MoneyWeek readers tend to be traditional investors. They look at the fundamentals of a company, buy stocks or bonds and hold them for the long term. That's the right way to go about building your wealth. Do your research, pick quality assets, and reinvest the dividends. It's not exciting; and that's as it should be. But what if you want a little excitement and fancy dabbling in some racier things, such as forex, but you're perhaps a little nervous or unsure how to get started? In that case, you might be tempted by "social trading".
Social trading sites also known as copy trading or mirror trading offer novices the ability to carry out exactly the same trades as more experienced investors. They began in the forex markets in the early 2000s, originally for institutional investors to mirror successful strategies, but have become a growing (though still niche) market for retail investors. They are beguilingly simple. Sign up to one of the many online platforms, browse the list of successful traders, marvelling at their impressive returns, and pick one to copy. In some cases, you are then provided with signals from the traders also called "strategy providers" but executing the trades is then up to you. With other sites, trades are executed automatically by the system. But either way, in theory you can then sit back and watch the profits roll in.
However, the very simplicity of all this should ring alarm bells. Far from being a low-risk introduction to trading that removes the elements of fear and emotion from your own trading as some advocates claim copy trading simply exposes you to the fears and emotions of the traders you are following. Even if you do understand the ins and outs of the various underlying markets, you don't know the mindset of the person you're copying. You don't know why they're making the trades they're making.
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You also can't really judge from their records whether they are skilled traders. Anyone can have a successful run based on luck alone. It may last a week, it may last a year. But even the luckiest traders can see their fortunes blow up in spectacular fashion. Also be aware that on some platforms not all their reported positions may have been traded. Not all of their positions are closed out they may have some open positions that are deep in the red, which may not be recorded. Finally, bear in mind that these traders may not get all their income from successful trades. In some cases, so long as punters are following their trades, they will get paid whether their trades are making money or not.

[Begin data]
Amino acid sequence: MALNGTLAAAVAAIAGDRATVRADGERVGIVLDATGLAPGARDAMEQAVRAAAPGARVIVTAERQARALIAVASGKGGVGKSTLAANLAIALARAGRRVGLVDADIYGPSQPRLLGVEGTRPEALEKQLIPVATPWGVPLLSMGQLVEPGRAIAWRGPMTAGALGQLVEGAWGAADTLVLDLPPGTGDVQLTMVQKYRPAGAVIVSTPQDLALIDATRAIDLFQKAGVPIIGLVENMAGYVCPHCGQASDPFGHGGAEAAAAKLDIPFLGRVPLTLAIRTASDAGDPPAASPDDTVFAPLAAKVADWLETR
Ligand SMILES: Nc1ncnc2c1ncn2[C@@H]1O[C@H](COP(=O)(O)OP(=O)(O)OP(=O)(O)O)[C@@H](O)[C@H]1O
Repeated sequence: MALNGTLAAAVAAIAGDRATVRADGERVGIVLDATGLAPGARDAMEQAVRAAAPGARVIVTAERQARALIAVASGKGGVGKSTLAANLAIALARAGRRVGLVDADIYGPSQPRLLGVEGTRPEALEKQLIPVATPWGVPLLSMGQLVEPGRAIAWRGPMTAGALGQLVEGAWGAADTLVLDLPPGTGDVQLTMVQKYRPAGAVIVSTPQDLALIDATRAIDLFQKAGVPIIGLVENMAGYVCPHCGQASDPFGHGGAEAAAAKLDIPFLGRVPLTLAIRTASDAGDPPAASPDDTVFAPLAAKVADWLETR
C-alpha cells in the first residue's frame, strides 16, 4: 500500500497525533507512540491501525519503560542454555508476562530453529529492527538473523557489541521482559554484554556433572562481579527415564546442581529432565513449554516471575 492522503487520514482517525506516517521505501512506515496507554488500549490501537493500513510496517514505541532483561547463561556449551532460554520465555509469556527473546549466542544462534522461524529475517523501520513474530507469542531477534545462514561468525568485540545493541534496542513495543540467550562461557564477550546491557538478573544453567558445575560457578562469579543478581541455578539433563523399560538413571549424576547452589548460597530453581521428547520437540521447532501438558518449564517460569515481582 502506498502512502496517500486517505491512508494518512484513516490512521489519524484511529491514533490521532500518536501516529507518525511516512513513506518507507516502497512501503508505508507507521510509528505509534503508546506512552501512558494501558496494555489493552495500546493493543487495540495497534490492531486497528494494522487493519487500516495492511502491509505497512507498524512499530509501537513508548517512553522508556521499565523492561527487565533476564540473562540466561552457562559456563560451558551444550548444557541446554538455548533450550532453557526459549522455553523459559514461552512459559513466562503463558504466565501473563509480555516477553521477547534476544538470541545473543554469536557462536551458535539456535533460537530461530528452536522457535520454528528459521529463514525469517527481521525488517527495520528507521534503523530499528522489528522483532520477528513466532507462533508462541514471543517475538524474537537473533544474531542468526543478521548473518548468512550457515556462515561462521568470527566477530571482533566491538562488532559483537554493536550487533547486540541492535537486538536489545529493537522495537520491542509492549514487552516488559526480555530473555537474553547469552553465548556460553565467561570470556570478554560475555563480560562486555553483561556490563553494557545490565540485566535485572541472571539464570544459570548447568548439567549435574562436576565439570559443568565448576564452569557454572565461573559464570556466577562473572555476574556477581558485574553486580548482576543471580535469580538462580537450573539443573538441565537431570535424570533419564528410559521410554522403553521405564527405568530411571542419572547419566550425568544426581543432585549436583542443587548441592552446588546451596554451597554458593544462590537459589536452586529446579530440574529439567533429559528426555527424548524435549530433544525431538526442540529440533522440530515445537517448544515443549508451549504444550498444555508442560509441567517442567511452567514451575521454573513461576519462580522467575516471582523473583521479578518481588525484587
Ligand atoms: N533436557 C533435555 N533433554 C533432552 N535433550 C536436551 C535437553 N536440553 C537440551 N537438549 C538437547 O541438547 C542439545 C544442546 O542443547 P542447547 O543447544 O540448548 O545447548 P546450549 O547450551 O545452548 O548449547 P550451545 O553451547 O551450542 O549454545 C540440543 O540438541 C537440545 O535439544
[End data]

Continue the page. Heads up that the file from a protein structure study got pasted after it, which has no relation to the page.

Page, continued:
Some social trading platforms are definitely better than others in terms of transparency and scrutiny of traders. However, no matter how well it's implemented, the entire concept of social trading has a major flaw. Yes, it's possible to make money trading, but you need to know what you're doing. Study the basics thoroughly, practise in a dummy account and form your own style of trading. If you don't know why something has gone wrong or right, you won't know what to avoid in the future. Blindly copying somebody else isn't going to give you the insights into your own personality that you need to be a successful trader. For that reason, it's best avoided.
Ben studied modern languages at London University's Queen Mary College. After dabbling unhappily in local government finance for a while, he went to work for The Scotsman newspaper in Edinburgh. The launch of the paper's website, scotsman.com, in the early years of the dotcom craze, saw Ben move online to manage the Business and Motors channels before becoming deputy editor with responsibility for all aspects of online production for The Scotsman, Scotland on Sunday and the Edinburgh Evening News websites, along with the papers' Edinburgh Festivals website.
Ben joined MoneyWeek as website editor in 2008, just as the Great Financial Crisis was brewing. He has written extensively for the website and magazine, with a particular emphasis on alternative finance and fintech, including blockchain and bitcoin. As an early adopter of bitcoin, Ben bought when the price was under $200, but went on to spend it all on foolish fripperies.
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